2003 Toyota Sequoia Engine issues


#1

Has anyone heard of engine issues with the 4.7L 8 cyl. engine on this car? We bought one new in 2003. Well-maintained by excellent mechanic the whole time, including checkout a few weeks ago. While heading out for a vacation a week ago the engine started making a horrible loud knocking sound going uphill on an interstate. We slowed way down & got off at the next exit. Still made the sound, even when idling. After a tow the mechanic who checked it out said it sounded like “internal engine damage.” Towed it to my mechanic’s who came up with the same diagnosis a few days later. We have been using synthetic oil for the life of the car & oil was full when the engine blew. No leaks or other fluids lost. Any owners or mechnics encountere this before? Any ideas what would cause this?


#2

How many miles on the car? If it has 90,000 or more, it was due for a timing belt change. According to Gates, a major timing belt manufacturer, your car has an interference engine which means that if the timing belt breaks, major engine damage will result.


#3

The engine couldn’t be idling with a broken timing belt.When the belt breaks everything stops,for good or bad.


#4

Good point, thanks. I didn’t read the post carefully.


#5

The timing belt doesn’t usually, actually, break. It can jump teeth, or rip teeth off. It can still run, though badly, or very badly. It can, but, may not run. Depends on the amount of mis-time.
The mechanic should check the timing of the camshaft to the crankshaft. A quick way to do this is to remove #1 spark plug, stick a straw into the spark plug hole to touch the top of the piston. Rotate, by hand, the engine to the 0 degree mark on the crankshaft pulley while watching the straw rise. The straw should rise to its maximum as the 0 degrees is reached on the crankshaft. If they do both of these things together, the engine is in time, or, exactly 180 degrees out of time, which is unlikely.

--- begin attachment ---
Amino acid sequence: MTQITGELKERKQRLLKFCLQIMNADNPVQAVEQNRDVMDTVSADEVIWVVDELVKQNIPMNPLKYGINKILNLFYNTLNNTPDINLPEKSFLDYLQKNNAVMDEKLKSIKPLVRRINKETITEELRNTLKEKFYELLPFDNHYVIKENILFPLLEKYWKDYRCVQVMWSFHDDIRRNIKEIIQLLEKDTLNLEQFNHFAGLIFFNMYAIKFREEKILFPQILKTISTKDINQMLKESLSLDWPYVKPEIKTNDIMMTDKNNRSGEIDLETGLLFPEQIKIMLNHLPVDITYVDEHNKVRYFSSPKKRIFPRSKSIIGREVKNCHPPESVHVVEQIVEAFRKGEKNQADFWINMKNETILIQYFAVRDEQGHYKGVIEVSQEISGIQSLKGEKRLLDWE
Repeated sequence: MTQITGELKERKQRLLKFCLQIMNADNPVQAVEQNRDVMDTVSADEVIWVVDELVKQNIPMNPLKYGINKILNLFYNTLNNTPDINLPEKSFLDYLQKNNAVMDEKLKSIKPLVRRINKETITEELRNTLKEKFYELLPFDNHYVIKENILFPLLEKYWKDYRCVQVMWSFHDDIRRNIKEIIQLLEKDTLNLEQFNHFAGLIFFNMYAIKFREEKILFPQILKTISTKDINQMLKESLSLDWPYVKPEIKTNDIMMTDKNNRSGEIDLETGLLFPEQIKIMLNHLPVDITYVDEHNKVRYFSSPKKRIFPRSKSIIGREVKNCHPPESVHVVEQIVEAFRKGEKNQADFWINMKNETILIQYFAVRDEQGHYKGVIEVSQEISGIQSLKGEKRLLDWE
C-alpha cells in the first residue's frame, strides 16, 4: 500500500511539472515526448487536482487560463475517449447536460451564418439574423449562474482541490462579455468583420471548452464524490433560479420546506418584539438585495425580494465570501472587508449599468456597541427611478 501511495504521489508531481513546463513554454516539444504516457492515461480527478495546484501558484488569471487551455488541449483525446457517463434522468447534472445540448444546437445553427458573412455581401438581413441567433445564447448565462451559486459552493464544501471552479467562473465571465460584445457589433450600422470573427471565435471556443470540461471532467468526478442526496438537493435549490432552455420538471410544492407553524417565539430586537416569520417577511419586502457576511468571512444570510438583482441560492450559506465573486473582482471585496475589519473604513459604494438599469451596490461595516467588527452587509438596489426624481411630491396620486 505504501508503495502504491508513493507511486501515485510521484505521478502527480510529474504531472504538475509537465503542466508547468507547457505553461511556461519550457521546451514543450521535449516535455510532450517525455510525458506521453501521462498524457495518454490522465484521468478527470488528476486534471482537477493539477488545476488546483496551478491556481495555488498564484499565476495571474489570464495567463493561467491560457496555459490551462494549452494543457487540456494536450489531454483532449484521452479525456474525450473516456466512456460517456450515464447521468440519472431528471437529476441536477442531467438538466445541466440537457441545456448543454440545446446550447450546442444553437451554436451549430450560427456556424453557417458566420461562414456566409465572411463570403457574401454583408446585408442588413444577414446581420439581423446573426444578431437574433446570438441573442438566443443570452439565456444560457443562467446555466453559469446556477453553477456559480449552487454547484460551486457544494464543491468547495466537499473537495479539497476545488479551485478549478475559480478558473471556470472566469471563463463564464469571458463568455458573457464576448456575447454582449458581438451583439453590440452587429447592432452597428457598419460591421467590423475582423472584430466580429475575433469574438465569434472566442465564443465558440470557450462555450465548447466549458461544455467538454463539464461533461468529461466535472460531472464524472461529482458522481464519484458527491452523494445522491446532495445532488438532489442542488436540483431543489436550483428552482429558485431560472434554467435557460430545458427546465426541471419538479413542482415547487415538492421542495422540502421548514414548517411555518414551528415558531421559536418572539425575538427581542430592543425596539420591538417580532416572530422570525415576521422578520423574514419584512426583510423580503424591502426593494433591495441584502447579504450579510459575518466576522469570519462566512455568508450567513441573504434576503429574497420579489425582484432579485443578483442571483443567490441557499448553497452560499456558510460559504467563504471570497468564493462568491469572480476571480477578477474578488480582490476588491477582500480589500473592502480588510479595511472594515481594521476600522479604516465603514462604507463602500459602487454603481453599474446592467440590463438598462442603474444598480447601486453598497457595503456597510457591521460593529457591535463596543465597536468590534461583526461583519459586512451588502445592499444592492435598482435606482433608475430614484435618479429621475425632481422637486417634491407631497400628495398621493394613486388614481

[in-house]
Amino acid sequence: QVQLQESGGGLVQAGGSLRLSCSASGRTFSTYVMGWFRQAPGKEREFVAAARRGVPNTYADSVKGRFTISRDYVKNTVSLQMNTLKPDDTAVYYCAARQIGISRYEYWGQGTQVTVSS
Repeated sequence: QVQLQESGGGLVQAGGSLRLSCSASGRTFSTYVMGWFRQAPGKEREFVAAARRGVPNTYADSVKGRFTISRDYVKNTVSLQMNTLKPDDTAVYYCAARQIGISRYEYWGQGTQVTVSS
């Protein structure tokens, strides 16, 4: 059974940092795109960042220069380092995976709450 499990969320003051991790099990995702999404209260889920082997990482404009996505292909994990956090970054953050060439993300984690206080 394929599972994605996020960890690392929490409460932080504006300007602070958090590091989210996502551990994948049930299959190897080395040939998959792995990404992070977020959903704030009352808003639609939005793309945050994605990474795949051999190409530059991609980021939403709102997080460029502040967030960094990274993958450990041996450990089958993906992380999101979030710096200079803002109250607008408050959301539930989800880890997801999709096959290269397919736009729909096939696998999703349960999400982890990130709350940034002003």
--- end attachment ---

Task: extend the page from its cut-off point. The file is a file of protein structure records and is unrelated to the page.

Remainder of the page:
#6

“Rotate, by hand, the engine to the 0 degree mark on the crankshaft pulley while watching the straw rise. The straw should rise to its maximum as the 0 degrees is reached on the crankshaft. If they do both of these things together, the engine is in time, or, exactly 180 degrees out of time, which is unlikely.”

This is the second time you’ve posted this. It makes no sense. The timing belt times the CAMshaft to the CRANKSshaft. The pistons, on the other hand, are directly connected to the crankshaft.

The timing mark you’re refering to is on the crankshaft pulley. There is no way for the crankshaft to be out of time with the pistons without the connecting rods being broken. The timing belt has nothing whatever to do with the piston/crankshaft relationship.


#7